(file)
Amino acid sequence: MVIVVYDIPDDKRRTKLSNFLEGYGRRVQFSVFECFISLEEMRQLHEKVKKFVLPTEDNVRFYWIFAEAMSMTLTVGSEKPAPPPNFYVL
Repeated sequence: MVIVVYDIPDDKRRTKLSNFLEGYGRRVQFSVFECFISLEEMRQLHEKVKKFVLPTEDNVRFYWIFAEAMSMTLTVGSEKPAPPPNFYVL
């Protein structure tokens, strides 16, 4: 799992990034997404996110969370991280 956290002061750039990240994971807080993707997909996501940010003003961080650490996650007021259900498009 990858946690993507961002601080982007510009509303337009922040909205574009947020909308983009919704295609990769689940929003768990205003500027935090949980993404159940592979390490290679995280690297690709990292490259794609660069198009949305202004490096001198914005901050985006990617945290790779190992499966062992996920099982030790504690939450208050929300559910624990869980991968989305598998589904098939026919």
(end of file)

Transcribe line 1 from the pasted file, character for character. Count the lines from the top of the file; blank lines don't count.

Amino acid sequence: MVIVVYDIPDDKRRTKLSNFLEGYGRRVQFSVFECFISLEEMRQLHEKVKKFVLPTEDNVRFYWIFAEAMSMTLTVGSEKPAPPPNFYVL